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Malawi is a landlocked nation in Southeastern Africa that was originally known as Nyasaland. It is bounded on the west by Zambia, on the north and northeast by Tanzania, and on the east, south, and southwest by Mozambique. Malawi has a land area of 118,484 km2 (45,747 sq mi) and a population of 19,431,566 people (as of January 2021). Lilongwe is Malawi's capital (and biggest city). Its second-largest city is Blantyre, third-largest is Mzuzu, and fourth-largest is Zomba, its previous capital. Malawi derives its name from the Maravi, an ancient term for the Chewa people that live in the region. Because of its people's kindness, the nation is known as "The Warm Heart of Africa."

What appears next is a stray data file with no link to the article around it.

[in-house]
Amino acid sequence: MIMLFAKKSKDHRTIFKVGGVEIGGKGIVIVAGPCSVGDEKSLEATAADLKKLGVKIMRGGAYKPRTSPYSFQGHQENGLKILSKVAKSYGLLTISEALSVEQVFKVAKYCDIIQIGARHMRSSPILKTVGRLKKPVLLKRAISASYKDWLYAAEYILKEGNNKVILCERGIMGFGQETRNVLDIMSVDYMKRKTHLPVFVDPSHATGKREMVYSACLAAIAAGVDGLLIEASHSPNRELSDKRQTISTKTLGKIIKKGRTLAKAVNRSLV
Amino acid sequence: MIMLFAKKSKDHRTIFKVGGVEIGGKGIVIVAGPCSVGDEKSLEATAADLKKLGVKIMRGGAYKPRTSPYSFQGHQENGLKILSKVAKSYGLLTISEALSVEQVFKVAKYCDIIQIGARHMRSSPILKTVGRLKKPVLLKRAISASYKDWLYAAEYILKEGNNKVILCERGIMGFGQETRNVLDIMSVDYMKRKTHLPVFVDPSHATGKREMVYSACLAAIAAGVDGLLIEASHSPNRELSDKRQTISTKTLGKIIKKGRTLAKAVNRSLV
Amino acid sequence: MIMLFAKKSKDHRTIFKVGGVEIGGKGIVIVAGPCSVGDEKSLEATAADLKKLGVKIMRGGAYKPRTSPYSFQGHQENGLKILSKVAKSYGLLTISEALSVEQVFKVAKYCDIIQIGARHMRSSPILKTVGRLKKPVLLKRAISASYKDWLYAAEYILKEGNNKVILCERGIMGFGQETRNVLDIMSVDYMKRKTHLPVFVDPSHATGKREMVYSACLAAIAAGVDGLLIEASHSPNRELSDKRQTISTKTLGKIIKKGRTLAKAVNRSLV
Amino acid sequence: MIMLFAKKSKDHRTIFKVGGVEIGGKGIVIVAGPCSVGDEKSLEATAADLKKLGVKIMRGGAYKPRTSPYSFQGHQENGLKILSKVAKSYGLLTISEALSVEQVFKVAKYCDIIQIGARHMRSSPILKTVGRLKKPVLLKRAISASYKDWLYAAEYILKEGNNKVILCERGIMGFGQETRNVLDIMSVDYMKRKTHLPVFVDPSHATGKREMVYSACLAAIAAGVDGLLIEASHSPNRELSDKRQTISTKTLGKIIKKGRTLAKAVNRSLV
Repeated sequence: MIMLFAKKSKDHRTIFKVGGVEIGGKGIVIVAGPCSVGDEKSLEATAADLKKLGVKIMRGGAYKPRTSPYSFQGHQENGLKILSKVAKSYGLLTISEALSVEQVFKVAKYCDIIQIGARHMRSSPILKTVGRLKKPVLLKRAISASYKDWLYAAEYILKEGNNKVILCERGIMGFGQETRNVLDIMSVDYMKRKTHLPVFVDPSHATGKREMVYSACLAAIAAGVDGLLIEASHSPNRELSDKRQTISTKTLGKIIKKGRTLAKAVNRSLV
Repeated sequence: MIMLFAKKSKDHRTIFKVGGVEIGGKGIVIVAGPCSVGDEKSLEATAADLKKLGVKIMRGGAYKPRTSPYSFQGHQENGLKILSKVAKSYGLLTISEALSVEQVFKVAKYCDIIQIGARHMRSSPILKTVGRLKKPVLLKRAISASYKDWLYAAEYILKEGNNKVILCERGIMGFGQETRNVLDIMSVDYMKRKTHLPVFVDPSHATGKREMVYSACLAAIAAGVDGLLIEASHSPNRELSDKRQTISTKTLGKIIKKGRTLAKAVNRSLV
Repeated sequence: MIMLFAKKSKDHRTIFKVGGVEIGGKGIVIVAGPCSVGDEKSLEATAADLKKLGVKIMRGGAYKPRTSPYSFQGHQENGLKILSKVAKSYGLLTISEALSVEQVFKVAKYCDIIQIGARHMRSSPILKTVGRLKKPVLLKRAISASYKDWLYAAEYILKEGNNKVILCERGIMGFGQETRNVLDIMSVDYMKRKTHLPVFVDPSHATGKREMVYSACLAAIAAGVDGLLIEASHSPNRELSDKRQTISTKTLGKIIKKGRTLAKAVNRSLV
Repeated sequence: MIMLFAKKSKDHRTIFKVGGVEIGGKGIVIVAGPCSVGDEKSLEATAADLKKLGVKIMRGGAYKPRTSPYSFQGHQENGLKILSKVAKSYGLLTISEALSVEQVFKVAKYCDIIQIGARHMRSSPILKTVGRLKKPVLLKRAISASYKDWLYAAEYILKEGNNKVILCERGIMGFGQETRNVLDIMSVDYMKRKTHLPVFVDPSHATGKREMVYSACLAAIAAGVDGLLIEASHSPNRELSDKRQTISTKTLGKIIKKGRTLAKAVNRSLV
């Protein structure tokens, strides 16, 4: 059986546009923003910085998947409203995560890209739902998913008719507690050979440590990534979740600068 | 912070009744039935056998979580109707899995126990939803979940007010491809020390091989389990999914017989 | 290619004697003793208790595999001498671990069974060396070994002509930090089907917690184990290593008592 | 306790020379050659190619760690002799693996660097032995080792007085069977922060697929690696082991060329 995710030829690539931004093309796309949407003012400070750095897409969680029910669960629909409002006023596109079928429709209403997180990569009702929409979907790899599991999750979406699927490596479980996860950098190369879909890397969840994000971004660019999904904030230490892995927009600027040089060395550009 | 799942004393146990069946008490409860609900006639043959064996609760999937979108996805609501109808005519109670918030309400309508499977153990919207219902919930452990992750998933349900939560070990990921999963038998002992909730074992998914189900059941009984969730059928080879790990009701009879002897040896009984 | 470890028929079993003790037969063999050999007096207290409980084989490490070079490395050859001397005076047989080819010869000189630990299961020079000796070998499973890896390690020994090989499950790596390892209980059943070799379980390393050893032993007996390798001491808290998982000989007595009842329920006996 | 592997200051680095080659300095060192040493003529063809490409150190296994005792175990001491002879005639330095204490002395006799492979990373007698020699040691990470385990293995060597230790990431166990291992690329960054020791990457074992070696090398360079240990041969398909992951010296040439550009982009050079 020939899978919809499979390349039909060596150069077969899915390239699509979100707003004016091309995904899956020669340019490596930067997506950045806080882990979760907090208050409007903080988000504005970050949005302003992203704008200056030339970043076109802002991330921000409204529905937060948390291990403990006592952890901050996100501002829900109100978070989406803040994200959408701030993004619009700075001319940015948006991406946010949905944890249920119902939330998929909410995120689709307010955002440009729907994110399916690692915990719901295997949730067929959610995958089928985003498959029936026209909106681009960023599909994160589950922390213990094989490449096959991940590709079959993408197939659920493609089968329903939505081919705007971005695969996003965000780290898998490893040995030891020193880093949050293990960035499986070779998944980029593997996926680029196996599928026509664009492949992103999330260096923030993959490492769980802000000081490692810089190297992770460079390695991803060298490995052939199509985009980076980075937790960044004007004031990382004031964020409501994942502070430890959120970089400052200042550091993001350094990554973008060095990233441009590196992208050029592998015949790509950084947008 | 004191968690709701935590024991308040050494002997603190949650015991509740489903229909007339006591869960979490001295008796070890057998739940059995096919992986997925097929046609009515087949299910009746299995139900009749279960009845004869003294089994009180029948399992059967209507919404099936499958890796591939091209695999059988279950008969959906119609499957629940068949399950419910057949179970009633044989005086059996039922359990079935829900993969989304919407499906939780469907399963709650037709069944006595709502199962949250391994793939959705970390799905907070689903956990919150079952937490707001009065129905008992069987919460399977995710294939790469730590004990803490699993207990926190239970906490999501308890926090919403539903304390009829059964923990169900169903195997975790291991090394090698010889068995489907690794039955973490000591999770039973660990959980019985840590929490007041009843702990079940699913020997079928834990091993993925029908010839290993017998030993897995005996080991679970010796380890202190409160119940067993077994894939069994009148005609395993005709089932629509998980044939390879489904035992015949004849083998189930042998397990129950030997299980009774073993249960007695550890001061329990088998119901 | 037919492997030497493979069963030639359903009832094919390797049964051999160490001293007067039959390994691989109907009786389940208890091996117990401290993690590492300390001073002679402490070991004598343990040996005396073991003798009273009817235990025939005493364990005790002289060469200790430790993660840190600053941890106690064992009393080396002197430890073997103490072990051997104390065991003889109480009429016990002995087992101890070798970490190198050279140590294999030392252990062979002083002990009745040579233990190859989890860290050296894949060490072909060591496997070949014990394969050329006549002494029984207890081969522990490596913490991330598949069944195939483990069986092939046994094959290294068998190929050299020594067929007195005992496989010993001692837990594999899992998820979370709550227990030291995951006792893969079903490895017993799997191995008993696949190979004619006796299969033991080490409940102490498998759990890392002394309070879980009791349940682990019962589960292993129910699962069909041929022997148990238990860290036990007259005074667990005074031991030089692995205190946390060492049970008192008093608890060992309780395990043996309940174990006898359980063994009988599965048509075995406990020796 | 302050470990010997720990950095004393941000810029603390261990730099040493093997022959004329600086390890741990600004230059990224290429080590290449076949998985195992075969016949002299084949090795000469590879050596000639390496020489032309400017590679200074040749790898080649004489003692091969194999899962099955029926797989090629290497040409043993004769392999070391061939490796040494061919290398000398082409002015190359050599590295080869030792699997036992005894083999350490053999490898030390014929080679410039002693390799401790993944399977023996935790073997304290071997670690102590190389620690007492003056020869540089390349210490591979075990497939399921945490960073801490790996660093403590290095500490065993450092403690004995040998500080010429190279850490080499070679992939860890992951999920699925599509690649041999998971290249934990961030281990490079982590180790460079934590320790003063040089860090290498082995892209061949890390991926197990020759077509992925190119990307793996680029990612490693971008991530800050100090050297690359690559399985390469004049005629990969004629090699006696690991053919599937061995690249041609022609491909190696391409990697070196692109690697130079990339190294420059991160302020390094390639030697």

Migrating Bantu tribes inhabited the area that is now known as Malawi about the 10th century. Centuries later, in 1891, the British colonized the territory and established Nyasaland as a protectorate of the United Kingdom. It was proclaimed a protectorate under the semi-independent Federation of Rhodesia and Nyasaland in 1953. In 1963, the Federation was disbanded. The protectorate ended in 1964 when Nyasaland became an independent nation under Queen Elizabeth II and was called Malawi. It became a republic two years later. It obtained complete independence from the United Kingdom and, by 1970, had become a dictatorial one-party state under Hastings Banda's president, which he held until 1994. Malawi is now a democratic, multi-party country led by an elected president. Lazarus Chakwera of the Malawi Congress Party-led the Tonse Alliance coalition of nine political parties to victory in the court-mandated Presidential Election rerun conducted on June 23, 2020, after the annulment of the May 2019 Presidential Election due to severe voting irregularities. Malawi's military, the Malawian Defence Force, consists of an army, a navy, and an air wing. Malawi has a pro-Western foreign policy. It has good diplomatic relations with the majority of countries and is a member of several international organizations, including the United Nations, the Commonwealth of Nations, the Southern African Development Community (SADC), the Common Market for Eastern and Southern Africa (COMESA), and the African Union (AU).